Helping a Senior parent, or parents, downsize and move on to their next home can be stressful but it can also be a joy. The joy comes from spending the time with them to find out about what they have and why, where it came from and who they were with when it was acquired. There are more memories and stories in that old vase on the book shelf then you might realize.
I was recently visiting my in-laws and sat with my 80+ year-old mother-in-law for a while. She is filled with stories but the thing that got her really going at that moment was her address book. By the end of the conversation neither of us could remember why she pulled it out but we were both glad she did.
You see, every page had a story on it. There were friends from her childhood and from her first neighborhood after she married. There were family members, dead and alive written in and some scratched out and rewritten several times because they moved. She had doctors and housekeepers, car repair specialists and her hairdresser in that book. There were friends from churches she attended in both her home up north and the one in Florida.
And she told me all about these people and some events that they shared. I learned how nice most were, how comical some could be, and generous they all were. I also learned about their children, who was in college and who was married.
My mother-in-law had a wonderful time conjuring up the memories to tell me and it brought her alive and happy. She normally is quite happy, but it was great to see her even more elevated. She has had a great life so far and I’m glad to have been in that room with her at the moment she pulled out her address book.
There are things you shouldn’t get rid of … memories. And, I believe the address book is the story book of our memories. When going through your senior parent’s things, get a joyful mindset, do it with them, ask questions and make notes. We all have cellphones these days so why not take a photograph of some items with your parents holding them for your memories? Make some notes using your voice recorder or, better yet, record them telling you about special items. If you have a writer, like the Samsung Note phones (my phone of choice and so handy), write out your notes. When the entire process of going through their items to downsize and move on it complete, you have great photographs that you can us to make a photo book. Companies like Snapfish, MyPublisher, your local big-box drug store, and several apps on your phone can help you make a great memory book. Just be sure to add photos of your notes, too, so you have the whole story. Retain an SD card with the photos and downloads from the voice recorder, in case you need to make more copies at some point in the future. Then you have a great collection to pass on to your kids; a family history.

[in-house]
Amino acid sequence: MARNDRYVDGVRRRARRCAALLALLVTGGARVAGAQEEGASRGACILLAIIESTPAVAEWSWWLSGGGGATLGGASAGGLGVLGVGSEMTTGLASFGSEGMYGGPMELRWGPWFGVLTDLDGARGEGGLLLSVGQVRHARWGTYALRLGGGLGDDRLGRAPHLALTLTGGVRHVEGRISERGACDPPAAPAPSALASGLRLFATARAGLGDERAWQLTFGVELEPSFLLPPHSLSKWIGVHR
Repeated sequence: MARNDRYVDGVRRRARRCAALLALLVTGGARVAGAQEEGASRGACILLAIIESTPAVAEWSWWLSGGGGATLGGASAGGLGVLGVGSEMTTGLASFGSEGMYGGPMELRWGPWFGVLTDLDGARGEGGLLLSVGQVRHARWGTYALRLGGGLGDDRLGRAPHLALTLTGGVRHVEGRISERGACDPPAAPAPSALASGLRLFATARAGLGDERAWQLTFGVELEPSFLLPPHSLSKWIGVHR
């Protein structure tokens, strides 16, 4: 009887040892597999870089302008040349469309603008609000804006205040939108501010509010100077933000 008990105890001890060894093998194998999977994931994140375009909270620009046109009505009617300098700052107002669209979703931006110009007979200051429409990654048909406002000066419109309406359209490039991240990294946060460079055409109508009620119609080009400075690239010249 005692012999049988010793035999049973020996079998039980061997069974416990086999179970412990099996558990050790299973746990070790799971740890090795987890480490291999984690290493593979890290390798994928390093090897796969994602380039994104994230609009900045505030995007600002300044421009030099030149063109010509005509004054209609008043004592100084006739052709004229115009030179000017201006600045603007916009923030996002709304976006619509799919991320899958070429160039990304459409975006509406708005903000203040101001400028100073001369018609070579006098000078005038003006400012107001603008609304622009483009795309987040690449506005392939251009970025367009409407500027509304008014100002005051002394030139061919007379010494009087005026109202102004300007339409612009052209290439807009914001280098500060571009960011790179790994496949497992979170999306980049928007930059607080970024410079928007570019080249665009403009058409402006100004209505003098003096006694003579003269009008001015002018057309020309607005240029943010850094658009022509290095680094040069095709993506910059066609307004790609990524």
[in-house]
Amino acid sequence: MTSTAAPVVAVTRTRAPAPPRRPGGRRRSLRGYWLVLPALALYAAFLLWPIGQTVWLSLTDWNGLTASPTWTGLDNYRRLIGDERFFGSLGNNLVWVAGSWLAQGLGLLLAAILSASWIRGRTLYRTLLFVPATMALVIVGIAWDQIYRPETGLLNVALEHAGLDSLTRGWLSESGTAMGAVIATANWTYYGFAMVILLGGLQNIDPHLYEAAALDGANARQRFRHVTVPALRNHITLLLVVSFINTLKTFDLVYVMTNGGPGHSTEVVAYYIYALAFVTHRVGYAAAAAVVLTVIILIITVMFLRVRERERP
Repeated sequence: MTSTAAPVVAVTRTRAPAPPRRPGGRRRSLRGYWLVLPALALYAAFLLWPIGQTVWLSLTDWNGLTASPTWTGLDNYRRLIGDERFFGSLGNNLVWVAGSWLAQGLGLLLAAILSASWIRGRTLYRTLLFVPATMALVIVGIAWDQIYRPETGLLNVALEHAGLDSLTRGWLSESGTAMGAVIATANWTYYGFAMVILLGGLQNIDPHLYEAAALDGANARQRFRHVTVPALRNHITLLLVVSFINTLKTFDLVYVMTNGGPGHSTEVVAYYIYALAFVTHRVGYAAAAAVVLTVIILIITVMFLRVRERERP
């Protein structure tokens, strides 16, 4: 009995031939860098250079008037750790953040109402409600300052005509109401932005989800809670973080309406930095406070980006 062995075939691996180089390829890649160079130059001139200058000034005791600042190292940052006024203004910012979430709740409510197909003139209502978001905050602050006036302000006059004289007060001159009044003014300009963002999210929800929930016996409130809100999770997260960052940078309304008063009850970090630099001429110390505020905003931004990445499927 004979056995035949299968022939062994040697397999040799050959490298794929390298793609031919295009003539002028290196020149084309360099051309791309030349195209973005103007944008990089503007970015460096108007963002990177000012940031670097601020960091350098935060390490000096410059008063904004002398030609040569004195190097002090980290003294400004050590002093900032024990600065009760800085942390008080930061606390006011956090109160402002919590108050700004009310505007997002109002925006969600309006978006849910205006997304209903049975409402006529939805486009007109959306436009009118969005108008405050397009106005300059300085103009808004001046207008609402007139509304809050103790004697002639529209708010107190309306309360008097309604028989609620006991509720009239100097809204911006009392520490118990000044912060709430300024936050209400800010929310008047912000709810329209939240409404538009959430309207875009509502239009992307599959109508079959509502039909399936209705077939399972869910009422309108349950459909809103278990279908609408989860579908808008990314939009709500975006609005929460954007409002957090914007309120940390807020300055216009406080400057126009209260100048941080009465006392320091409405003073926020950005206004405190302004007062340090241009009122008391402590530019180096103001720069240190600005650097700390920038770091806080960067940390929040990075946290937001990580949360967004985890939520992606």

SENIORS VS. MILLENNIALS
Seniors are more likely to want to keep things than Millennials. In other words, Baby Boomers helping aging parents downsize and move, need to understand that what your parents have is not likely to be passed down. However, the memories would be great to hold, and can be stored digitally, too. The old sofa, china set, art display will most likely not be embraced by the Senior parent’s family members so help your aging relatives understand that they don’t need to save it all. Downsizing and getting rid of things can be good for the parent and a relief for the children.
I recently explained this to my 80+ year-old mom. She still has her parent’s old couch and several other items displayed in her house. She was once a contestant on The Price is Right, in the 1950s, and still has her furniture and accessories that she won. She’s hoping to pass them on to me and my brothers. She also has 3 large, plastic tubs in an extra bedroom upstairs with smaller items she wants each of us to have. Do we want them? Only time will tell.
While you are working through the “memories” items, decide what to get rid of and how. The “HOW” includes, appraising and selling, holding an estate sale, giving some things now to family members. Then, with the “what’s left” pile of items, these either go to your parents new home and stay with them, get donated or consigned, or thrown away. If you aren’t doing any of the heavy lifting or appraising/consigning immediately, make sure you schedule a time to have this done, so the process doesn’t get drawn out. There is also the chance that if you wait too long, you’ll run out of time before the big moving day and get stuck moving unnecessary things or having them go to storage … or your garage. Tackle this project head on with a sense of urgency, but enjoy your time with your parents as you work along side each other.
Need some help? I am a Seniors Real Estate Specialist and member of the Seniors Real Estate Specialists Council and can provide assistance as you go through this process with your aging parents. There are great resources for you on the SRES Council webpage and you can find local assistance if you or your parents live outside of the Oxford Mississippi area, where I am located.
If I can offer one piece of unsolicited advise to you as you help your parents: help them with joy in your heart.
Eileen Saunders, SRES REALTOR with Tommy Morgan Realtors 2092 Old Taylor Road, Oxford MS 38655 662-404-0816 / 662-234-5344 Equal Housing